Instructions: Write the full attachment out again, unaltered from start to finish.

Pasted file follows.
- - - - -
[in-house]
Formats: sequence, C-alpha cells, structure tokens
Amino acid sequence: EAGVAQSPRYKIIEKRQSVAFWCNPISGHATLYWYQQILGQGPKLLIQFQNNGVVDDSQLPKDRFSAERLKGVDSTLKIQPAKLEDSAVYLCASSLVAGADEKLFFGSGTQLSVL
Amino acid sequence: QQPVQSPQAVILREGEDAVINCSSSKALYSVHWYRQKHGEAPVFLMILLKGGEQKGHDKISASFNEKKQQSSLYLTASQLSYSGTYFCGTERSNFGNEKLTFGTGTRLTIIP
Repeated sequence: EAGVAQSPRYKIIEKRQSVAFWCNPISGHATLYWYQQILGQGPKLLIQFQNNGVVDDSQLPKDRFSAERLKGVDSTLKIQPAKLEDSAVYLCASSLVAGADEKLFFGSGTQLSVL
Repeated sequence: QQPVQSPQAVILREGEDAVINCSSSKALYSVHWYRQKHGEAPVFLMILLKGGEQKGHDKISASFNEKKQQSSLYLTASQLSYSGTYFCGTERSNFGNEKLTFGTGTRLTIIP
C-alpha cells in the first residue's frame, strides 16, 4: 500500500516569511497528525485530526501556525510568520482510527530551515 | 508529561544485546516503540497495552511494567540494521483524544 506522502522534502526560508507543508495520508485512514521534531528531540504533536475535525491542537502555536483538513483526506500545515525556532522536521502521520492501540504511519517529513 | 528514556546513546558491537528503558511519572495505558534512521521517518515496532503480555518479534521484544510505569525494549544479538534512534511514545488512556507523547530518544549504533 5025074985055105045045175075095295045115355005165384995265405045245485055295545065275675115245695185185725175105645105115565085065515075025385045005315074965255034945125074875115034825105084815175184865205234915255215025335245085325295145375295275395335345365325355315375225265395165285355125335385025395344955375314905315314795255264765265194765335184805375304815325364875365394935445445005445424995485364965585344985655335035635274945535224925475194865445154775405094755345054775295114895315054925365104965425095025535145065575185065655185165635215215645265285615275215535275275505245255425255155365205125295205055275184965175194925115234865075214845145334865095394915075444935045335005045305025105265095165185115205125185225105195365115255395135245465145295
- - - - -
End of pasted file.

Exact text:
[in-house]
Formats: sequence, C-alpha cells, structure tokens
Amino acid sequence: EAGVAQSPRYKIIEKRQSVAFWCNPISGHATLYWYQQILGQGPKLLIQFQNNGVVDDSQLPKDRFSAERLKGVDSTLKIQPAKLEDSAVYLCASSLVAGADEKLFFGSGTQLSVL
Amino acid sequence: QQPVQSPQAVILREGEDAVINCSSSKALYSVHWYRQKHGEAPVFLMILLKGGEQKGHDKISASFNEKKQQSSLYLTASQLSYSGTYFCGTERSNFGNEKLTFGTGTRLTIIP
Repeated sequence: EAGVAQSPRYKIIEKRQSVAFWCNPISGHATLYWYQQILGQGPKLLIQFQNNGVVDDSQLPKDRFSAERLKGVDSTLKIQPAKLEDSAVYLCASSLVAGADEKLFFGSGTQLSVL
Repeated sequence: QQPVQSPQAVILREGEDAVINCSSSKALYSVHWYRQKHGEAPVFLMILLKGGEQKGHDKISASFNEKKQQSSLYLTASQLSYSGTYFCGTERSNFGNEKLTFGTGTRLTIIP
C-alpha cells in the first residue's frame, strides 16, 4: 500500500516569511497528525485530526501556525510568520482510527530551515 | 508529561544485546516503540497495552511494567540494521483524544 506522502522534502526560508507543508495520508485512514521534531528531540504533536475535525491542537502555536483538513483526506500545515525556532522536521502521520492501540504511519517529513 | 528514556546513546558491537528503558511519572495505558534512521521517518515496532503480555518479534521484544510505569525494549544479538534512534511514545488512556507523547530518544549504533 5025074985055105045045175075095295045115355005165384995265405045245485055295545065275675115245695185185725175105645105115565085065515075025385045005315074965255034945125074875115034825105084815175184865205234915255215025335245085325295145375295275395335345365325355315375225265395165285355125335385025395344955375314905315314795255264765265194765335184805375304815325364875365394935445445005445424995485364965585344985655335035635274945535224925475194865445154775405094755345054775295114895315054925365104965425095025535145065575185065655185165635215215645265285615275215535275275505245255425255155365205125295205055275184965175194925115234865075214845145334865095394915075444935045335005045305025105265095165185115205125185225105195365115255395135245465145295